Chrome is getting serious about websites that don’t use encryption. The next version of Chrome will include a new warning for unencrypted login sites, according to a post today on the Google Security Blog. Chrome 56, which is planned to launch in January, will mark HTTP login pages as “not secure” in a window next to the address bar. Unencrypted HTTP is particularly dangerous for login pages, as it could allow an attacker to intercept passwords as they travel across the network.
The post also lays out Chrome’s long term plan for discouraging unencrypted web connections. In the years to come, the team plans to warn Chrome users away from all sites served over unencrypted HTTP, beginning with Incognito mode “where users may have higher expectations of privacy.” Planned changes include labeling all HTTP pages with the red triangle warning symbol, currently only used for irregularities in HTTPS.
“Chrome currently indicates HTTP connections with a neutral indicator,” writes Emily Schechter of the Chrome Security team. “This doesn’t reflect the true lack of security for HTTP connections. When you load a website over HTTP, someone else on the network can look at or modify the site before it gets to you.” That weakness can be used to inject malware seamlessly into unencrypted web traffic, commonly known as an injection attack.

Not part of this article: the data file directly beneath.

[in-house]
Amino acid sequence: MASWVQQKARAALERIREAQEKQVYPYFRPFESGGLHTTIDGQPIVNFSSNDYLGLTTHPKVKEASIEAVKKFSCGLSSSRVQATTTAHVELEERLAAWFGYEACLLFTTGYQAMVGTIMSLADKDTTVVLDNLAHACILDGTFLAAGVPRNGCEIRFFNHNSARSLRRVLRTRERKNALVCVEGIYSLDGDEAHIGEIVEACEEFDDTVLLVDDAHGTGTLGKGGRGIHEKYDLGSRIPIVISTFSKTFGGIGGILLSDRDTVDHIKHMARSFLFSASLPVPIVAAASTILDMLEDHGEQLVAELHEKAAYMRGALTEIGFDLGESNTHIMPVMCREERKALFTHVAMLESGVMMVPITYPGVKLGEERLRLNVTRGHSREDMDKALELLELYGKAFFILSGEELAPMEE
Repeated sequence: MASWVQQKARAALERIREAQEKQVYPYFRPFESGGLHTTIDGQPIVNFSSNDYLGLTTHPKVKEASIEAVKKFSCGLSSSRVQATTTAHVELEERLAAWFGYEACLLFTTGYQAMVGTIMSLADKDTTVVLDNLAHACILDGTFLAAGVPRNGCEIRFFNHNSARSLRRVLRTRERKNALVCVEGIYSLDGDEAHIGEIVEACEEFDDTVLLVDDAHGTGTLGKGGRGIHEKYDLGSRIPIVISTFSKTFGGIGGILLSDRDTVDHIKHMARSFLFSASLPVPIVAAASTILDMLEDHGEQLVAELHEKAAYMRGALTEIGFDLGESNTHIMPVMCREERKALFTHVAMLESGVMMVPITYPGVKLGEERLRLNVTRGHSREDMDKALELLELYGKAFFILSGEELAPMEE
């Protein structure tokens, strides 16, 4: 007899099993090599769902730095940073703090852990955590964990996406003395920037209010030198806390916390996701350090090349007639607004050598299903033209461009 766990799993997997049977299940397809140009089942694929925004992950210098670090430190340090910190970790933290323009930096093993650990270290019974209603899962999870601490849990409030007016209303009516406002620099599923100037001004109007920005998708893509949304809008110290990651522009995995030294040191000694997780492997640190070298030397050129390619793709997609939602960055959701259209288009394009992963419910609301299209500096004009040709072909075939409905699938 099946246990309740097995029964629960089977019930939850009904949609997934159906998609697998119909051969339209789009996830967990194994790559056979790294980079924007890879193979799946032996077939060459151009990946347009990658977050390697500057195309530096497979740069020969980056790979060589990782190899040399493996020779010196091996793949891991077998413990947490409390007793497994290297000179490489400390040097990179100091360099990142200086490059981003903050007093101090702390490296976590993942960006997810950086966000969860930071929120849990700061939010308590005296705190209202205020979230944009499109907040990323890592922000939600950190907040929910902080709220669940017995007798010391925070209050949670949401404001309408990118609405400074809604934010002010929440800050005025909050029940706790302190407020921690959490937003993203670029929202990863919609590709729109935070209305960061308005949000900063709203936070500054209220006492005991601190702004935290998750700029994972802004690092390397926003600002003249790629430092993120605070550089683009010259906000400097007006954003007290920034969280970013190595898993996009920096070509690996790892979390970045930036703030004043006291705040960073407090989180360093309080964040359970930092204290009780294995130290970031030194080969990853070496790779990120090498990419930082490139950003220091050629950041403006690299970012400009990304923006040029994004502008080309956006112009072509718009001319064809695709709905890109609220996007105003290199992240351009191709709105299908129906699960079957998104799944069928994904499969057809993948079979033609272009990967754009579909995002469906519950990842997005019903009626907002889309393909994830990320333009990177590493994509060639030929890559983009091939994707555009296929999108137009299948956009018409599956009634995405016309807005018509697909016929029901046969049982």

A 2015 survey found roughly a third of web requests were served over HTTPS, and that percentage has certainly grown in the months since the survey was conducted. Google has also pushed for encryption on its own products, and as of March, roughly three-quarters of requests from Google products used HTTPS.